I think the moral of the story has something to do with the counting of chickens ;)
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Re: Election

Post by Hafiz »

Policies like Brexit which split major parties can change the whole political landscape just as Ireland did before and after WW1. In this country it was conscription in WW1.

This current issue cuts across traditional party lines, left/right divisions and even traditional class and regional allegiances and makes getting votes and keeping party unity hard. Easier in the past to line up the troops and voters on the tried and true tax/spend, left/right, north/south, poor/rich, blue/white collar lines.

I think that this is just the type of non-traditional issue which the Conservatives, or Labor were it in power, are very bad at handling but are now part of the landscape: multiculturalism, human rights, minority rights, climate change, disparities in wealth, whether capitalism works to the public benefit, euthanasia, terrorism etc. Increasingly these types of issues can best be solved only after there is broad and overwhelming public support which goes beyond traditional left/right divides.

It could come down to a choice between Brexit or the splitting of the Conservatives..probably a bit dramatic.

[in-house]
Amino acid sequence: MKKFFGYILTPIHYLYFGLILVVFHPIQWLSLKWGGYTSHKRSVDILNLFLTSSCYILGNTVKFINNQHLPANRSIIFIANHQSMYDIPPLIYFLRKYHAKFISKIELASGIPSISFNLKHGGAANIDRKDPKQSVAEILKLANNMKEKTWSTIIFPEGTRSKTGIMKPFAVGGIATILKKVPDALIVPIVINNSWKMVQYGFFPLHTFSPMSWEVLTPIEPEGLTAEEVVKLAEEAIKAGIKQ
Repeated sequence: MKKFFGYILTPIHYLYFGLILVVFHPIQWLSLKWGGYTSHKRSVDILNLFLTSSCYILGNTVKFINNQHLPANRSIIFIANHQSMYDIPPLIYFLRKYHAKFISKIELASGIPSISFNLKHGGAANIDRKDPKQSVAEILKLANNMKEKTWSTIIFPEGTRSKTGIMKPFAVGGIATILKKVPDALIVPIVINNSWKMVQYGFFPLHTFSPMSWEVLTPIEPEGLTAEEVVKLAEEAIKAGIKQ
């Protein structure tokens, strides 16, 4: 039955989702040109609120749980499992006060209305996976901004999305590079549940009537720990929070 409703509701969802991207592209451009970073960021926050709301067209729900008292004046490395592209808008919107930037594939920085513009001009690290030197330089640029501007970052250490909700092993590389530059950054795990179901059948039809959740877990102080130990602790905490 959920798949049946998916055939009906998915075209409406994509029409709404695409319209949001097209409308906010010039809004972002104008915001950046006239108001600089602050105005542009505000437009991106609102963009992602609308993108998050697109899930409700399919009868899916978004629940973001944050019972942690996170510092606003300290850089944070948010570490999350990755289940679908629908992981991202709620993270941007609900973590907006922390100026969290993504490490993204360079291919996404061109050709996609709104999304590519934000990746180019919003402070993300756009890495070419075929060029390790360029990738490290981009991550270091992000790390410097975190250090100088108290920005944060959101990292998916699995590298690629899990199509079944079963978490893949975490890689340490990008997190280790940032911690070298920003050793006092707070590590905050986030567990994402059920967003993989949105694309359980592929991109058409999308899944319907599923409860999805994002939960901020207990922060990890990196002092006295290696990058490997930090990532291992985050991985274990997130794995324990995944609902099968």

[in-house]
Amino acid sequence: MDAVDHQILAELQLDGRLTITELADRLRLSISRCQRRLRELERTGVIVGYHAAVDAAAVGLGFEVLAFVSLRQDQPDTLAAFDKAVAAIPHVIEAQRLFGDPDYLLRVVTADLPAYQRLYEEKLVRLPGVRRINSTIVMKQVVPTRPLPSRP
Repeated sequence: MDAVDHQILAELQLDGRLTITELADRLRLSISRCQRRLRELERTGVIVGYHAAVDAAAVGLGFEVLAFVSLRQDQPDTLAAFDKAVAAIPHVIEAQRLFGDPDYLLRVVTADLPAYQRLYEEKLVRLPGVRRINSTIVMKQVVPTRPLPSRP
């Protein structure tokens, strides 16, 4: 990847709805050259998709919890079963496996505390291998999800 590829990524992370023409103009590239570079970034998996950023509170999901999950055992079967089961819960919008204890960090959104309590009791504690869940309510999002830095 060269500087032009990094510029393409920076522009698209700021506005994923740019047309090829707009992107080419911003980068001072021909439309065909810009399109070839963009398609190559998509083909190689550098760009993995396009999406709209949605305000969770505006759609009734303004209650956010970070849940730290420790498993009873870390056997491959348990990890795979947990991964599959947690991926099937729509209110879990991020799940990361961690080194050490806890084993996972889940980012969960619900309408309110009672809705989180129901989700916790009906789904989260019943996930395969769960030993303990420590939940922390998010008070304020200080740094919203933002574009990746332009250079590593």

In France it looks like the once great Gaulists and Socialists are a spent force and in the US Trump can't be considered a Republican in the sense that he was opposed by all traditional Republican Party forces. Belgium and Holland seem to have fragmented into narrow based interest group parties. Maybe the large old parties will break up because their traditional philosophies just don't answer current problems.
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Re: Election

Post by newcastle »

More gloom for the Conservatives with the latest poll :

Labour have gained a five-point lead over the Conservatives following a disastrous general election night, according to the latest poll.

A Survation study puts Jeremy Corbyn's party on 45 per cent and the Tories on just 39 per cent.

The dramatic reversal in the Labour leader's fortunes comes after the most damaging 48 hours of Theresa May's career.

http://www.telegraph.co.uk/news/2017/06 ... test-poll/

Of course, polls cannot be relied on.....as Theresa May found out.

It will bolster Corbyn's hopes for an early election - hopes which, alas, will not be fulfilled unless May cocks up her negotiations with DUP. I imagine the negotiations are being handled by safer hands :lol:

And to no great surprise, Michael Gove returns to the cabinet. We may yet see a re-run of the all-ticket fight with Boris when the Conservatives decide the time is right to give Theresa her marching orders.

Exciting times ahead!